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Geddes leaders hope to raise $40,000 to make repairs on Peter Norbeck's childhood home.
Geddes leaders hope to raise $40,000 to make repairs on Peter Norbeck's childhood home.
Peter Norbeck was a burly well driller who became arguably our greatest leader.
Peter Norbeck was a burly well driller who became arguably our greatest leader.

Norbeck's Home In Need

Feb 27, 2013

Can one man make a difference? Consider Peter Norbeck, the burly well driller who became arguably our greatest leader.

Norbeck held a rare distinction among politicians — he never lost an election. Born in 1870, Norbeck rose from a Clay County dugout to become the state's first native-born governor and a three-term U.S. senator. His family moved from Clay County to Charles Mix County when his father, a preacher, decided to build a new church at Bloomington, about 7 miles southeast of Platte.

His childhood home was donated to the Geddes historical society and now sits in the Historic Village in Geddes. Geddes leaders hope to raise $40,000 to make repairs on the house including shingles, repairing the foundation and floor, replacing windows and sheetrock.

As a progressive Republican, Norbeck became lieutenant governor after three terms in the state senate. He worked on important legislation that protected deposits in banks operating under state charters. As governor, he spearheaded the building of bridges across the Missouri and a state highway system. He created a rural credit program and made progress on workman's comp laws. He established the state cement plant and the passage of state hail insurance. He even investigated hydroelectric development on the Missouri long before the dams were built.

Some of Norbeck's most remarkable legacies had little to do with these progressive endeavors. In 1912, five years before becoming governor, he spearheaded the effort to establish a game preserve in the Black Hills. As governor he expanded on that idea, creating a legacy that South Dakotans still share. In 1919 Norbeck proposed the creation of a state park board to develop Custer State Park.

The park was one of the largest in the nation, but it nearly doubled in size, to over 70,000 acres, when Norbeck decided he wanted to include the Sylvan Lake/Needles/Harney Peak area, which was a part of the Harney National Forest. Norbeck asked Representative Harry Gandy of Rapid City to introduce a bill in Congress to transfer the land from federal to state control.

Custer State Park was just part of Norbeck’s vision for the Black Hills. He and highway engineers C.C. Gideon and Scovell Johnson explored the rugged terrain on horseback and on foot, seeking a route from the game preserve, through the Needles to Harney Peak. His pants torn, legs scratched and bleeding, the 240-pound governor collapsed on a log to catch his breath. "Can you build a road through there?" he asked Johnson. "If you can furnish me enough dynamite," the engineer said.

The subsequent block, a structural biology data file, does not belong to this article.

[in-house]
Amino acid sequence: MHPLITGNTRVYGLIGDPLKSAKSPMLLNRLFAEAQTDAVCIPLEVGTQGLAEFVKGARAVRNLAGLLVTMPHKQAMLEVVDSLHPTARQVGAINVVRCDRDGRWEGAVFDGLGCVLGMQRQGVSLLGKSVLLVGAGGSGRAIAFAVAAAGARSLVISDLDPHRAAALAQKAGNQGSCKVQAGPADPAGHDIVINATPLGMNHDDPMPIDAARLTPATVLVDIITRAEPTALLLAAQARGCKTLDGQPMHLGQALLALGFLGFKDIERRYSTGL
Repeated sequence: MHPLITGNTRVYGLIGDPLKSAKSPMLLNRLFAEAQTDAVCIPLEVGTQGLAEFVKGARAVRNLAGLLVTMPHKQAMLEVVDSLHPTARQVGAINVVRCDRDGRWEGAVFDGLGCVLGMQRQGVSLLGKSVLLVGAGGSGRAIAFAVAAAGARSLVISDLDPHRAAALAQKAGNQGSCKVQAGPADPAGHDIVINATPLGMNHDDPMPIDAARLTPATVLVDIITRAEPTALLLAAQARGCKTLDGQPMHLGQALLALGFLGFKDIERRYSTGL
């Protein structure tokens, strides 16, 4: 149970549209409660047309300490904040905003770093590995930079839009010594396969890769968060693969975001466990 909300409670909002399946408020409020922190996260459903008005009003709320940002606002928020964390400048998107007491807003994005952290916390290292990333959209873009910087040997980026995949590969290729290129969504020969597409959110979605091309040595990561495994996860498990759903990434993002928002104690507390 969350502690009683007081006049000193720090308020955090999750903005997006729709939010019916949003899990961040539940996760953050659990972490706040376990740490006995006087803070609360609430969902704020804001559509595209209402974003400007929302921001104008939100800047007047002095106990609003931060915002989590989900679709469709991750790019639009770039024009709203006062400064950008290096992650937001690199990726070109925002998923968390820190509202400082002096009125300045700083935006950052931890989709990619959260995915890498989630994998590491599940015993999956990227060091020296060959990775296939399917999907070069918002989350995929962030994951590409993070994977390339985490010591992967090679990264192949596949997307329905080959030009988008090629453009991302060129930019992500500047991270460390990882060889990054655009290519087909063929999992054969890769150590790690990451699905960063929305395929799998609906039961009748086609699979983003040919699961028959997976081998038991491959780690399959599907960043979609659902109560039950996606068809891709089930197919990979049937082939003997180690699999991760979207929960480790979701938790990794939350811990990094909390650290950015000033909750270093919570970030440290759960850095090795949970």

Norbeck supplied 150,000 pounds of war-surplus blast and Johnson created 14 miles of perhaps the most scenic road in the West. Jessie Sundstrom wrote in her history of Custer State Park that when new road signs arrived announcing the highway, they read "Needless Highway." Was it bad spelling or a prank? No one knows, but, "Johnson lost no time in scraping off the offending last "S" with his pocket knife."

Norbeck also was a huge supporter of building Mount Rushmore, and secured much early financing for Gutzon Borglum. Norbeck had a say in Rushmore's development. It was his suggestion to include his hero, Teddy Roosevelt, among the four presidents.

A plaque dedicated to Norbeck’s memory stands beside Iron Mountain Road in Custer State Park. Located first on the roster of his many achievements is well driller.

Using rigs of his own design, Norbeck dug over 10,000 water wells. Our writer Roger Holtzmann wrote in the Nov/Dec 1998 issue of the South Dakota Magazine:

"To dig a well might not, at first glance, seem like much of an accomplishment in comparison to becoming governor. Yet it would be difficult to overstate the significance of that humble hole in the ground. On many farms and ranches where he worked, the abundant water from one of Norbeck's deep artesian wells was literally the difference between prosperity and just getting by — between moving on and staying put to build lives and families and communities."

Norbeck was a visionary who worked as only a pioneer well driller could work to build a better South Dakota. We will benefit from his public service for as long as people call themselves South Dakotans.

If you think his childhood home should be preserved, you may want to support the Norbeck house project in Geddes. Contact CMCHRS, Box 132, Geddes, S.D. 57342.


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